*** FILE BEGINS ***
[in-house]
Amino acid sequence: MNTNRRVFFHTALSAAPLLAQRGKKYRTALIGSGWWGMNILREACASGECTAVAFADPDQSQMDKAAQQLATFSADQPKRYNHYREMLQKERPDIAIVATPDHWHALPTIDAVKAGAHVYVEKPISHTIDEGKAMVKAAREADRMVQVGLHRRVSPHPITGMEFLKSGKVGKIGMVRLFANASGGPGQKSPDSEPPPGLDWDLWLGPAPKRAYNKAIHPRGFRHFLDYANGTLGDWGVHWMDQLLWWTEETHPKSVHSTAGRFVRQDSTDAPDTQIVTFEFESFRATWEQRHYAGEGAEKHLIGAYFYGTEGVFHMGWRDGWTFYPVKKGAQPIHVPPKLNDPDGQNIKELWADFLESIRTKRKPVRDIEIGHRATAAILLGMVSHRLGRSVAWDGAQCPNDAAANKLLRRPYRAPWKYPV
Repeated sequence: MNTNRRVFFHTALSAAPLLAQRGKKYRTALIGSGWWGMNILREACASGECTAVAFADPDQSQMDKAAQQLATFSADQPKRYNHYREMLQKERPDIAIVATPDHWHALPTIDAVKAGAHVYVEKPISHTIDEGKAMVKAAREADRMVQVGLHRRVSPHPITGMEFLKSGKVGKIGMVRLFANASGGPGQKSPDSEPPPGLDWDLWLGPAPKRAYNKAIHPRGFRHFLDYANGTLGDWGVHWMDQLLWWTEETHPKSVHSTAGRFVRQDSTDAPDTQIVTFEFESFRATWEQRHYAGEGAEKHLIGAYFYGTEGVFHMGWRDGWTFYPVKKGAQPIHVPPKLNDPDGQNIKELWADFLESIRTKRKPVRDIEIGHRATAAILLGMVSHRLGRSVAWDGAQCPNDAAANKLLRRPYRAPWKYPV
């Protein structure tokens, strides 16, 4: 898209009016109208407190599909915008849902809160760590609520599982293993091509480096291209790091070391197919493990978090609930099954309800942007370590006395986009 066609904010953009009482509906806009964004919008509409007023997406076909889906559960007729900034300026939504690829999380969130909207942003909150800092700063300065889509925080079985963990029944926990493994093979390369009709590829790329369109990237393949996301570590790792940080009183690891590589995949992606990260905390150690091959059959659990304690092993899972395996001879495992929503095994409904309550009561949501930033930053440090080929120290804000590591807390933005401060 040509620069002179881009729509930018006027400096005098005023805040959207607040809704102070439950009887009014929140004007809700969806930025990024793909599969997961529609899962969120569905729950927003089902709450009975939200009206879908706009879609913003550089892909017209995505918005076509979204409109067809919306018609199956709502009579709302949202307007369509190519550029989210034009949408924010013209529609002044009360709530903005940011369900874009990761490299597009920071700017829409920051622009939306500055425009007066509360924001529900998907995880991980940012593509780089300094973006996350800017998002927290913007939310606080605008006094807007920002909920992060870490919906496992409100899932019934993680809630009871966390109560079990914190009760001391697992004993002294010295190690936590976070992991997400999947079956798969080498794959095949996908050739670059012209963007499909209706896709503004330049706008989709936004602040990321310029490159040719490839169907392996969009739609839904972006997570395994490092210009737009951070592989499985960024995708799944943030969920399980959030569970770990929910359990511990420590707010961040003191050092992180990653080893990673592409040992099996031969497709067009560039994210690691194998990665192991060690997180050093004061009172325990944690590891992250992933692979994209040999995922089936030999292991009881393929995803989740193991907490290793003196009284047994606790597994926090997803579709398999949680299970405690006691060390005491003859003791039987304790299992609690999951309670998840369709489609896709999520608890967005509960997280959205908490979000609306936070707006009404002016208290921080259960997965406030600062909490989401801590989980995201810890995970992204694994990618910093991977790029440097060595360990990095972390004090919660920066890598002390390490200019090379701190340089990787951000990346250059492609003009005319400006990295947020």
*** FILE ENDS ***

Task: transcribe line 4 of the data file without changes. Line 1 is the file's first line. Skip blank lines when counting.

């Protein structure tokens, strides 16, 4: 898209009016109208407190599909915008849902809160760590609520599982293993091509480096291209790091070391197919493990978090609930099954309800942007370590006395986009 066609904010953009009482509906806009964004919008509409007023997406076909889906559960007729900034300026939504690829999380969130909207942003909150800092700063300065889509925080079985963990029944926990493994093979390369009709590829790329369109990237393949996301570590790792940080009183690891590589995949992606990260905390150690091959059959659990304690092993899972395996001879495992929503095994409904309550009561949501930033930053440090080929120290804000590591807390933005401060 040509620069002179881009729509930018006027400096005098005023805040959207607040809704102070439950009887009014929140004007809700969806930025990024793909599969997961529609899962969120569905729950927003089902709450009975939200009206879908706009879609913003550089892909017209995505918005076509979204409109067809919306018609199956709502009579709302949202307007369509190519550029989210034009949408924010013209529609002044009360709530903005940011369900874009990761490299597009920071700017829409920051622009939306500055425009007066509360924001529900998907995880991980940012593509780089300094973006996350800017998002927290913007939310606080605008006094807007920002909920992060870490919906496992409100899932019934993680809630009871966390109560079990914190009760001391697992004993002294010295190690936590976070992991997400999947079956798969080498794959095949996908050739670059012209963007499909209706896709503004330049706008989709936004602040990321310029490159040719490839169907392996969009739609839904972006997570395994490092210009737009951070592989499985960024995708799944943030969920399980959030569970770990929910359990511990420590707010961040003191050092992180990653080893990673592409040992099996031969497709067009560039994210690691194998990665192991060690997180050093004061009172325990944690590891992250992933692979994209040999995922089936030999292991009881393929995803989740193991907490290793003196009284047994606790597994926090997803579709398999949680299970405690006691060390005491003859003791039987304790299992609690999951309670998840369709489609896709999520608890967005509960997280959205908490979000609306936070707006009404002016208290921080259960997965406030600062909490989401801590989980995201810890995970992204694994990618910093991977790029440097060595360990990095972390004090919660920066890598002390390490200019090379701190340089990787951000990346250059492609003009005319400006990295947020």